Well, the term ‘name tag’ is a law jargon for having a nickname for a party or a location in a motion, a letter, or a document used in legal writing. But how can you use such jargon in legal writing? Let’s understand this through an example. For this tip, we’ll take inspiration from the examples of plaintiffs discussed in the above points.

Let’s say you want to refer to ‘Plaintiff Paul Passenger’ in your legal document. And instead of repeatedly specifying ‘Plaintiff Paul Passenger, you can set up and use a name tag for it like ‘Paul. However, you first have to specify the introduction of a name tag. And you can do that like this:

  • Plaintiff Paul Passenger (“Paul”).
  • Defendant David Driver (“Defendant”).
  • Yorktown Mall Partners Incorporated LLC (“Yorktown”).
  • Under the trust document dated November 5th, 1955 (“Trust 1” or “November ’55 Trust”).

Thus, you should set up and use a name tag for anything you’ll frequently use throughout your document. This way, you don’t have to use the full and formal name every single time. But if you keep using the complete form, it will make your write-up longer. And the truth is, no one likes to read lengthy documents.

8. Always Spell the Names Correctly

Spelling mistakes can undoubtedly ruin the quality of a writing piece. And legal writing is no exception to this claim. Therefore, tip eight of this guide emphasizes using correct spelling in legal write-ups.

Besides basic English terms, it’s essential to spell your client’s name, the judge’s name and even the opposing counsel’s name correctly. So, you must always double-check the spelling mistakes of your audience’s name, as most of us have terrible memories. And the most straightforward approach to do that is to refer to official documents. However, let’s elaborate on this more.

Let’s say you are writing a letter to your client. In such a case, you should refer to some form of identification, the contract you have with them, or the legal services agreement in order to check your client’s spelling. Similarly, if you are writing a legal document to the judge, you should also check their spelling. And for that, you can refer to the court’s official website. Doing so will help you ensure you’re not misremembering the spelling of your audience names.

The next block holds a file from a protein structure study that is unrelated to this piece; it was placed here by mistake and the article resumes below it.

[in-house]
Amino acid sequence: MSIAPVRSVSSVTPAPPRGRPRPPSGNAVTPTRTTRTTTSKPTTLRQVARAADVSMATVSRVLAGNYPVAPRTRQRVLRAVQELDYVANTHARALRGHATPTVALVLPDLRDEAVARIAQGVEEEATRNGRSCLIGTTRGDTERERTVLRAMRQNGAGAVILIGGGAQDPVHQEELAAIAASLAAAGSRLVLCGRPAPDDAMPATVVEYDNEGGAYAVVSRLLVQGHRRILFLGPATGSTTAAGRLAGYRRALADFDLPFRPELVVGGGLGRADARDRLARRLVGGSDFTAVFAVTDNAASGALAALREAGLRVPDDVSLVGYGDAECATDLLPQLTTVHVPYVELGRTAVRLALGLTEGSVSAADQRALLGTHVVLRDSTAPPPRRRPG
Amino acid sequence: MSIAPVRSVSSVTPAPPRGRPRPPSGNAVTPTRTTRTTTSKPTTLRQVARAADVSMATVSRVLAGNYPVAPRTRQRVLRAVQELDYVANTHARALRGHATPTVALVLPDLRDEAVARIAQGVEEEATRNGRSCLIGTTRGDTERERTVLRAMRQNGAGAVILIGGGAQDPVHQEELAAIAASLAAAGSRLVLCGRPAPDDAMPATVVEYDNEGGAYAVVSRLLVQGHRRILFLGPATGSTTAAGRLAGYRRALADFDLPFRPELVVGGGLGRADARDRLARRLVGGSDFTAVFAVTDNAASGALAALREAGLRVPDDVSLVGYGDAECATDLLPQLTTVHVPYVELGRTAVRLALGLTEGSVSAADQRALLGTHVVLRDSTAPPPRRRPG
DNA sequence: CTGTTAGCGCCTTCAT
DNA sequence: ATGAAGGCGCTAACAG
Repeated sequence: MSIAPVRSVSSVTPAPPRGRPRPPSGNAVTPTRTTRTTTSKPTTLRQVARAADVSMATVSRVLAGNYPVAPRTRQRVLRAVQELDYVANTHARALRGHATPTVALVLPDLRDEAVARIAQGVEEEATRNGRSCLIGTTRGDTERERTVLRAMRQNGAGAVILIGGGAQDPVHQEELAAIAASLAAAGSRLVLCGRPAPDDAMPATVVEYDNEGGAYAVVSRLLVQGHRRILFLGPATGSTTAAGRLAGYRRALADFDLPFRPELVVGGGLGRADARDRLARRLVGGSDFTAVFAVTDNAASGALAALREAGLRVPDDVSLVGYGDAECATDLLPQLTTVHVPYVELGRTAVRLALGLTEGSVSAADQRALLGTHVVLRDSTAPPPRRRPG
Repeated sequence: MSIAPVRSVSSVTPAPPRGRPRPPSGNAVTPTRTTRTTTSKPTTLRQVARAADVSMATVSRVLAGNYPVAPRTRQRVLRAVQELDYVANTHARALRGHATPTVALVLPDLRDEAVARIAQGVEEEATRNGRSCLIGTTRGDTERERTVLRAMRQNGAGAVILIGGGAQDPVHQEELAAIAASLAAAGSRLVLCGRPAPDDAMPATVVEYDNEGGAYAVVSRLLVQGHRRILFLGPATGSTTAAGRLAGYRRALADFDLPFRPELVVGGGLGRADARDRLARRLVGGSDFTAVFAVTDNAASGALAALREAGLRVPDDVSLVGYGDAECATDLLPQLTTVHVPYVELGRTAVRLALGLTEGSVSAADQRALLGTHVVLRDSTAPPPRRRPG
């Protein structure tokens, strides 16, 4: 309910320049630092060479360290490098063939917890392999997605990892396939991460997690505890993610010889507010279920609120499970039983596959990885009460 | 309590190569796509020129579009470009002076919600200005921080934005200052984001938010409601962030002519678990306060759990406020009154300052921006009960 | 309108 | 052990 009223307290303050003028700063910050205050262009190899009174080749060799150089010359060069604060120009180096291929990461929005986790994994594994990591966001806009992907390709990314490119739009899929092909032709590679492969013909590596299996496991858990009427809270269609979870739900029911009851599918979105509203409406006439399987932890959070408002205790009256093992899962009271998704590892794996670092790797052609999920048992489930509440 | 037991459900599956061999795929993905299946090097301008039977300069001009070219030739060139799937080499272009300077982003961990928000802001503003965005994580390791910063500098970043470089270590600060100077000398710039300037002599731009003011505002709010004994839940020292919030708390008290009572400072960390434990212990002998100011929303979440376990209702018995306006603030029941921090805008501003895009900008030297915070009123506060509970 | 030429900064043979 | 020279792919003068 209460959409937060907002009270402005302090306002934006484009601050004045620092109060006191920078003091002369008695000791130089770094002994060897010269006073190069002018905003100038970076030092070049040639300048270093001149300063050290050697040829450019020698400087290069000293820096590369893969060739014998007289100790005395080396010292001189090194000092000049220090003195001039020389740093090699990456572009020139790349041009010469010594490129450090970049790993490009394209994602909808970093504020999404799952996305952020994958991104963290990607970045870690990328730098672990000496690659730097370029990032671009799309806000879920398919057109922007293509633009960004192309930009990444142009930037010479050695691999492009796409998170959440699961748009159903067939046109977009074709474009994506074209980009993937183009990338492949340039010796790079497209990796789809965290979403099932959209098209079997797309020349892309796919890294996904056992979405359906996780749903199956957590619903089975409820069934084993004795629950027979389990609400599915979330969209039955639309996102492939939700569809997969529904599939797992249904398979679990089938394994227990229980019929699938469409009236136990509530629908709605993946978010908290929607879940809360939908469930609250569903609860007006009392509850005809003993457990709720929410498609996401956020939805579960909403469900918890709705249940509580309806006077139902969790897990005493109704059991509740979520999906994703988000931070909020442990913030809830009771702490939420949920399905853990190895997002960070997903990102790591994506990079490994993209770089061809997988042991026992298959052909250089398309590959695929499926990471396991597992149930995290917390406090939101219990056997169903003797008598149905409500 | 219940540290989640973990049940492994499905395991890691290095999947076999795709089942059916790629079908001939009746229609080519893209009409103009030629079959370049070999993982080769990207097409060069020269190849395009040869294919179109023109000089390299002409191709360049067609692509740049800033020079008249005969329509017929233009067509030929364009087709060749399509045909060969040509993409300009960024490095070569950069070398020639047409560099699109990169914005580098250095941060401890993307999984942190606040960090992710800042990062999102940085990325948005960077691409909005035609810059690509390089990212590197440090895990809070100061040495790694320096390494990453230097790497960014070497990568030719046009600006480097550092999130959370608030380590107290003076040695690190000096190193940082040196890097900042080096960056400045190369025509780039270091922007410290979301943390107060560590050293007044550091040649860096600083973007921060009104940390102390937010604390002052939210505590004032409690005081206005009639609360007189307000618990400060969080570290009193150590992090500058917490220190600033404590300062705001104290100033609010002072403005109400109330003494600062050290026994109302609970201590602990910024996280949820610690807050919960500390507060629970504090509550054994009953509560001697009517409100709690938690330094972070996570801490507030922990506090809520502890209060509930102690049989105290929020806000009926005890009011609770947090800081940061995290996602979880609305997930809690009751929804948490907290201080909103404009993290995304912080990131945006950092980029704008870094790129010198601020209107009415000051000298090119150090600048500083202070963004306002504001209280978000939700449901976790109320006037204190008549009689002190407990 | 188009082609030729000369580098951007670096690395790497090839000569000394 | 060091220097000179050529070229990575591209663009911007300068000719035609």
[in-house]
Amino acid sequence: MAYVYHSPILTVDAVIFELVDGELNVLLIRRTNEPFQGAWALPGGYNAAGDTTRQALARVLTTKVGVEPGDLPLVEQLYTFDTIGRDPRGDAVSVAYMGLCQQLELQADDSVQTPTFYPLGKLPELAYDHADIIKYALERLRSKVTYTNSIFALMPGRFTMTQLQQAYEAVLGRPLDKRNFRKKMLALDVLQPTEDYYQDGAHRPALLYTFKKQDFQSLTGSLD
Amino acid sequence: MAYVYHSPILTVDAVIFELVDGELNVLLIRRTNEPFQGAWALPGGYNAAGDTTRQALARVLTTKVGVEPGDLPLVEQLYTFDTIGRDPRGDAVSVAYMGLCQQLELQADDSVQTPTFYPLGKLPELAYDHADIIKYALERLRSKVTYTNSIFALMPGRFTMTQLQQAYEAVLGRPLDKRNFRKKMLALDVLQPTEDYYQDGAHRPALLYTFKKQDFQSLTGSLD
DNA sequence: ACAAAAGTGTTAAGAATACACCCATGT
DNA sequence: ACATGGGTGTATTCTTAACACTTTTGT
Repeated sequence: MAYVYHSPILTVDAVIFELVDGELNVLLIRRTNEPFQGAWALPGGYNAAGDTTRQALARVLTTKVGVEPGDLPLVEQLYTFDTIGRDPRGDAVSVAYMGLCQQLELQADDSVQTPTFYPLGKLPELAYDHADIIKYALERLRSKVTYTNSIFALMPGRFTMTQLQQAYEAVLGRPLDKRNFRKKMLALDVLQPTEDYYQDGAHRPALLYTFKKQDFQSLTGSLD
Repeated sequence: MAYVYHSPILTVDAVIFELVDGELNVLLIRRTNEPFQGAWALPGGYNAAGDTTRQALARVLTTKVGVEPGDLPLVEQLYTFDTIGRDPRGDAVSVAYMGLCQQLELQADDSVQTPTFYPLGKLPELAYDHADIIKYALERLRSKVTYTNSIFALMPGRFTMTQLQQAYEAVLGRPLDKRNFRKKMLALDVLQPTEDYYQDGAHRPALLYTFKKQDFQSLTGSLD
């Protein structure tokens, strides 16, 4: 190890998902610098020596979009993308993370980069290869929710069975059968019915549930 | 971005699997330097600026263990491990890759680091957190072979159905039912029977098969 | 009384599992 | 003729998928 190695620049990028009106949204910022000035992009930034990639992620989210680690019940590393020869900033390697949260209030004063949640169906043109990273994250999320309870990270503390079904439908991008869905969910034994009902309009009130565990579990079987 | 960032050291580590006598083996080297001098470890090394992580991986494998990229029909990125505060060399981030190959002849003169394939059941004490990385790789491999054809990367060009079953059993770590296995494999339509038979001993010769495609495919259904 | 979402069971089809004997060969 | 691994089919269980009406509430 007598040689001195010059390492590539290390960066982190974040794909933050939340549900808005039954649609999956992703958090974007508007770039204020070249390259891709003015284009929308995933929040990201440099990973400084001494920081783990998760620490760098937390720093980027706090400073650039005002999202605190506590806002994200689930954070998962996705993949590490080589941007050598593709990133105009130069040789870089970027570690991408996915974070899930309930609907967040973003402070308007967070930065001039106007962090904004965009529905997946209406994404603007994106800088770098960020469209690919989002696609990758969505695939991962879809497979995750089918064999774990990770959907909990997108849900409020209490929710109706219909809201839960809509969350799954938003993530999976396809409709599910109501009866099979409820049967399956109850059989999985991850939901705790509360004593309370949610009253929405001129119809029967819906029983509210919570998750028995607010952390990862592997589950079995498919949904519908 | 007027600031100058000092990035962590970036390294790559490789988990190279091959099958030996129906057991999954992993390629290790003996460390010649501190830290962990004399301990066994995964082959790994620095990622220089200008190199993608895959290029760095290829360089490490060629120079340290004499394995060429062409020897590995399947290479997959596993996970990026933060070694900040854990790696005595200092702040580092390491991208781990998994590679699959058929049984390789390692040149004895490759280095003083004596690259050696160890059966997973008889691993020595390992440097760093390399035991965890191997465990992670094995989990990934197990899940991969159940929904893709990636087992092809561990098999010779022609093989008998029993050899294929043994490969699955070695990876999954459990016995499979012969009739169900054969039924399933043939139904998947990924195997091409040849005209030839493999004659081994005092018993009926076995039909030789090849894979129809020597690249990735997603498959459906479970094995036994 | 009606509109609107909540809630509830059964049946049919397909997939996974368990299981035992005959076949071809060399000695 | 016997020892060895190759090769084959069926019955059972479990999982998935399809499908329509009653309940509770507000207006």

Thus, these are some ways to check the spelling of your audience’s names. However, if you want to check the spelling of basic English terms, you can take assistance from a grammar checker. Here is an example that proves how a grammar checker can identify the spelling mistakes of basic English terms in the content:

9. Use Chronological Order for Facts

The most important section in a legal document is where you tell the story. And that section is known as the facts section. So, the second last tip of this guide is to list the facts in a legal document chronologically.

As we’ve mentioned earlier, the facts section of a motion will be the story you’re telling. So, as an author, you can control the story of your document. This means that it is up to you how you want to shape the order of facts in a legal document. But the best way is to use chronological order.

Chronological order means listing the events in the order in which they occurred from first to last. So, experts recommend using this order. But occasionally, you may need to bend the timeline in the trial brief.

10.        Know the Rules of Citation

Like other writing forms, citations play a crucial role in legal writing. Therefore, this guide’s last tip is to get yourself familiar with your jurisdiction citation rules and follow them consistently.

Citations are a credibility issue. That’s because your client may or may not know the difference between a correct and an incorrect citation, but while writing to the judge, boss, or opposing counsel, if you cite to the wrong volume, page number, or reporter, you will lose credibility in your audience’s eyes. So, familiarize yourself with the citation rules of your jurisdiction because such rules vary according to the specific legal system and jurisdiction.

Thus, by citing resources, you can make your document more credible and increase your worth in the eyes of your audience.


Overall, becoming a better legal writer may sound daunting at first. But with the proper guideline, you can conquer this mountain of a task. And when it comes to the appropriate guideline for becoming a better legal writer, you won’t need anything other than the tips mentioned above. So, use them to improve your legal writing skills.

But the tips discussed in the above comprehensive guide will only prove helpful if you practice them daily. That’s because no matter what tips you read, you’ll never become a better legal writer if you don’t practice your legal writing skills.